Edoga’s a gifted athlete with some of the quickest feet in the draft. He’s a great run blocker but unrefined in pass protection. His lack of durability, play strength and size will limit his upside. He won’t be a starter from the get-go.
This pick was a little questionable. The Jets certainly needed a boost on the offensive line, but offensive tackle is its strongest suit. Edoga’s inability to stay healthy throughout college is frightening. He may turn out to be a solid starter once Beachum’s days are over, but offensive tackle should not have been a priority on day two.
Next: Trevon Wesco
Round Four, Pick 121: Trevon Wesco, TE, West Virginia
The Jets traded down twice to start off day three before taking Trevon Wesco out of West Virginia. Wesco was used primarily as a blocker during his time as a Mountaineer. He caught 26 passes for 366 yards, which amounts to an impressive 14.1 yards per catch.
The thing the Jets loved the most about Wesco was his versatility. He can play tight end or fullback, so they won’t have to carry a fullback. They tried to do the same thing with Eric Tomlinson, and Wesco is a huge upgrade from him.
The Jets took a tight end in round four of last years draft as well, taking Chris Herndon IV. Don’t be fooled though. Tight end was still a need for the Jets. Wesco and Herndon will create a strong duo, with a great mix of catching and blocking. The Jets found great value in round four on Saturday.
Next: Blake Cashman
Round Five, Pick 157: Blake Cashman, LB, Minnesota
The Jets went for pure talent in round five of the draft, taking Blake Cashman. Cashman is a freak athlete who put up monster numbers at Minnesota, posting 104 tackles, 15 tackles for loss, and 2.5 sacks in his senior season.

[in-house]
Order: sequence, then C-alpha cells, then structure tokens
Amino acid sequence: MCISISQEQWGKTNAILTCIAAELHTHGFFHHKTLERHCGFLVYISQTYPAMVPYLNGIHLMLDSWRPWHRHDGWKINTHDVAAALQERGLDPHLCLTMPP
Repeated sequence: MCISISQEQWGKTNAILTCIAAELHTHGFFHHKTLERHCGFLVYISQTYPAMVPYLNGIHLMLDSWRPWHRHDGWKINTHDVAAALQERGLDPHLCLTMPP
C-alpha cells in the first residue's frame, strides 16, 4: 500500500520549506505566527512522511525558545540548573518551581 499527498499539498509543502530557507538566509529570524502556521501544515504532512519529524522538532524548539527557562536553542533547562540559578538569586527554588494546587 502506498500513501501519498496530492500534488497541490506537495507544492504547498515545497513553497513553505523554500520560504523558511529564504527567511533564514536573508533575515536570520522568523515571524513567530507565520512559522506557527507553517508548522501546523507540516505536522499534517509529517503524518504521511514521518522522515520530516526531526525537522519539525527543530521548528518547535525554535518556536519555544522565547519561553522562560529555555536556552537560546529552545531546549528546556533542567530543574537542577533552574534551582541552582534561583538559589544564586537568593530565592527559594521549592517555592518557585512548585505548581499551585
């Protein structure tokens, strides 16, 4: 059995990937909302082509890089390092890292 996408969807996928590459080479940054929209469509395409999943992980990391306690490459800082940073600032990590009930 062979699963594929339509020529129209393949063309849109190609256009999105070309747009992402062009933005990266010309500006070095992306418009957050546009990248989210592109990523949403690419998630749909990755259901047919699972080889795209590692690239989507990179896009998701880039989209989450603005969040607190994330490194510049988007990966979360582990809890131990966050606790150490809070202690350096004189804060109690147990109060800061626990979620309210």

Cashman is a freak athlete. He tore up the combine, posting a 4.5 40-yard dash time. His athleticism shows on tape as well, hence why he was a tackle machine at Minnesota. He’s a relentless player with a high motor, which is proven by his journey from a walk-on to a captain at Minnesota.
The Jets linebacker core is already stacked, so Cashman probably won’t see the field much on defense early on. A spot is certainly open for him on special teams though, and I fully expect him to take advantage. It may not show early on in his career, but I think the Jets grabbed a steal in Blake Cashman.
Next: Blessuan Austin
Maccagnan finally decided to address the hole at cornerback in round six of the draft, taking Rutgers CB Blessuan Austin. The talent is certainly there for Austin. His coverage skills are great, and he’s tall and athletic.
However, injuries are a gigantic concern for Austin. He’s played five games in his last two seasons, and there’s no sign of him truly fully recovering. It’ll take a miracle for him to play a 16-game season in a league as physical as the NFL. I, along with many Jets fans, wanted to see Kelvin Harmon picked in this slot, and this pick is just a leap of faith from Maccagnan.